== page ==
First published in distant 1966, Joyce Carol Oates’s story “Where Are You Going, Where Have You Been” still keeps its actuality. Although fictional, story has a real-life background – it is based on the magazine article of early 1960-s about a young man who seduced and later killed young girls in Tucson. The story “Where Are You Going, Where Have You Been” illustrates how young women’s rebelliousness during the adolescent transition from girlhood to womanhood can be dangerous if the lack of identity as well as attention of family put them in vulnerable positions. Their eagerness for independence may lead them to a perilous situation that they are too innocent to handle.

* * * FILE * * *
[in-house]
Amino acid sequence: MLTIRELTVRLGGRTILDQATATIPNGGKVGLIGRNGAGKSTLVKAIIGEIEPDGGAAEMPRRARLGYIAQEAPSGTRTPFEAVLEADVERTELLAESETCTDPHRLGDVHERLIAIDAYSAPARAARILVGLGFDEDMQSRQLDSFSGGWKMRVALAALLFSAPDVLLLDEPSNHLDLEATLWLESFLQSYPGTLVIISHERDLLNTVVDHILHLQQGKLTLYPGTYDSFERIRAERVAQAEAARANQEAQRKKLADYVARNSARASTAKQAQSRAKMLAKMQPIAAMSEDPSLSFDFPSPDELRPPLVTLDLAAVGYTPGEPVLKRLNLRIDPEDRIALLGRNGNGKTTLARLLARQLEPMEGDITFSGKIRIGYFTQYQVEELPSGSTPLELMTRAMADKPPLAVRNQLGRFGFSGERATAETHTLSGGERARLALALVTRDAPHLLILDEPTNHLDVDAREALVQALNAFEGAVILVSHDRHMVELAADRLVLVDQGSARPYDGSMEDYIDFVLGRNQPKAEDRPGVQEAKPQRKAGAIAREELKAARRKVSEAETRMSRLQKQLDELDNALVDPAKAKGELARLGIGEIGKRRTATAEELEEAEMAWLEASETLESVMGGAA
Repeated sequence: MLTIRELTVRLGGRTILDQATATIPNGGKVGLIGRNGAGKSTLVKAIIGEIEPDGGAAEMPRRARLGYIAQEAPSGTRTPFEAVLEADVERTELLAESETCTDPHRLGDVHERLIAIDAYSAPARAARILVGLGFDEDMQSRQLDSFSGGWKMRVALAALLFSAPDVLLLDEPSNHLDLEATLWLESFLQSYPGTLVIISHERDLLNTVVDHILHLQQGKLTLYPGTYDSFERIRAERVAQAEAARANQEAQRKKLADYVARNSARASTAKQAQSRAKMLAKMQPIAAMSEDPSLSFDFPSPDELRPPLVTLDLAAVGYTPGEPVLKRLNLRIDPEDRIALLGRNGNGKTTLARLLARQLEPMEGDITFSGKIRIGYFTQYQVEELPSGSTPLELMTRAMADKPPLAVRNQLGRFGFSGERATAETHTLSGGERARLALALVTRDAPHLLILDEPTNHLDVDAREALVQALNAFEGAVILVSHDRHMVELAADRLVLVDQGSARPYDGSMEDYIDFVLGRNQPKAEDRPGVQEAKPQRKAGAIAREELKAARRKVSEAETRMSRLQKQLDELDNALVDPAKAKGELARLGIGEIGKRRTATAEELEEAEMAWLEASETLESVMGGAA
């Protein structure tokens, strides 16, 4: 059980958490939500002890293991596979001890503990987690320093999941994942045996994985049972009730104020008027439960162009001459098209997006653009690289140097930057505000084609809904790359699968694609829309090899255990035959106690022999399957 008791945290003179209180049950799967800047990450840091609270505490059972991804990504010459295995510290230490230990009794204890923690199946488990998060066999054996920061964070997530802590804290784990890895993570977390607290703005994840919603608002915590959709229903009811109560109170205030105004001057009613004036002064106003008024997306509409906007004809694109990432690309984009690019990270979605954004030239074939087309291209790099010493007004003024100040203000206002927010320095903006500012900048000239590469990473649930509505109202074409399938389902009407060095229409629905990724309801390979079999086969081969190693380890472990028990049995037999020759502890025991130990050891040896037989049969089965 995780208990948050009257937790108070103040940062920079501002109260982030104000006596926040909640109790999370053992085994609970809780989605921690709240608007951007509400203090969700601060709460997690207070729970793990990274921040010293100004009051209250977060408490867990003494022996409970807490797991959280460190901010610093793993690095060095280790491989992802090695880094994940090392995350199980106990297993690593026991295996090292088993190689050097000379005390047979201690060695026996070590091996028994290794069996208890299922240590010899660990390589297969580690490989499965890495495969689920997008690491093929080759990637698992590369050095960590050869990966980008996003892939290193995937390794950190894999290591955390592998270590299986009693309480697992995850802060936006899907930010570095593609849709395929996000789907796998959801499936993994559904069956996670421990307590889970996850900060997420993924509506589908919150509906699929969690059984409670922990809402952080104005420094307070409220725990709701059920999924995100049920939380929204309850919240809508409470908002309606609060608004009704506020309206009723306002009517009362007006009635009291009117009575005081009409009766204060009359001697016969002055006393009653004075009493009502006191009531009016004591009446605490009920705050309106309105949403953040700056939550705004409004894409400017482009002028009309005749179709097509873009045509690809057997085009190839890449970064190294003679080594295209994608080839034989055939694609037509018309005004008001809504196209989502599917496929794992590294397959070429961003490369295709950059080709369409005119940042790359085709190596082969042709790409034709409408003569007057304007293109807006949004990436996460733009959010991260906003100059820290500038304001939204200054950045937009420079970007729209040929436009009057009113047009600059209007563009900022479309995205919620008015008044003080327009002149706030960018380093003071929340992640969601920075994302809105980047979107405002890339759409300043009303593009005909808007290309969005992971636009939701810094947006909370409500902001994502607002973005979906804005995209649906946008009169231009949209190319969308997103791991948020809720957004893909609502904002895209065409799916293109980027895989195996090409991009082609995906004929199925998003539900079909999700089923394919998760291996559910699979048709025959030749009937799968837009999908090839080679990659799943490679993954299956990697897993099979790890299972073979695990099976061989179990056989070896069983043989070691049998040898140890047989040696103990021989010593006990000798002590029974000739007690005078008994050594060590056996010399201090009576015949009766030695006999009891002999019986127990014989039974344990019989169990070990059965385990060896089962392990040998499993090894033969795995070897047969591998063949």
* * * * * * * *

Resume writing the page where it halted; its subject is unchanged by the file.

To understand the theme, a reader should pay attention to Connie’s main character trait, which is that she is not a mature person. She is rebellious, concentrates on romance and love, and searches for independence. From the very first sentences it is clear that Connie is a typical teenager, self-absorbed, and, most of all, preoccupied with her looks: “she had a quick nervous giggling habit of craning her neck to glance into mirrors, or checking other people’s faces to make sure her own was all right” (Oates). In her adolescent world, appearance is what defines a person’s value. Thus, she contemns her older sister, June, for being too plain and considers that the true reason of her mother’s grumbles is that she is not pretty anymore. The fact that Connie herself is pretty makes her confident in her charm and full of vague desires and hopes for the future. Her mother accuses her of “trashy daydreams” and is, to a certain extent, right: Connie likes to attract attention of the boys and wants to enter the glamorous world of grown-ups, but she cannot even imagine how cruel it can be. All her knowledge is taken from the limited world she lives in, which is “dominated by Hollywood, popular music, shopping plazas, and fast-food stands” (Barstow). Connie believes in the promises of movies and songs and has no idea about the real relationships. She likes no particular boy, but “an idea, a feeling, mixed up with the urgent insistent pounding of the music and the humid night air of July” (Oates). She enjoys the simple pleasures that local town offers to the young people of her age without analyzing “their faces pleased and expectant” and “thin shoulders rigid with excitement” (Oates). Connie demonstrates adolescent rebellion pretending to be wiser that she really is, arguing with everyone, and refusing to follow the rules set by grown-up people (like attending a boring family barbeque). She feels secure in her home, so her rebellious nature drives her to search for adventures outside of it, in the appealing glow of a shabby drive-in restaurant that possesses the magic attractiveness of a sacred place. The other form of Connie’s revolt is her constant lying to her parents about where and with whom she spends her evenings. With the teenager’s conceit she even pities her mother for being so “simple” as to believe everything she tells her. After meeting the mysterious stranger, Arnold Friend, she “spoke sullenly, careful to show no interest or pleasure” (Oates). This is the usual adolescent behavior, as they are eager to look more significant that they are. She has no clear idea about what she rebels against, as she is insecure and has yet to define her identity. By now she behaves as her current role requires: “Everything about her had two sides to it, one for home and one for anywhere that was not home” (Oates). Thus, she is a child at home, but a young woman with a budding sexuality while outside. Despite her inner immaturity, Connie is not a bad person. She is “ultimately likeable” and suffers “merely from romantic delusions her search for a “sweet, gentle” love…” (Korb). All these character traits lead her to the story’s main conflict with Arnold.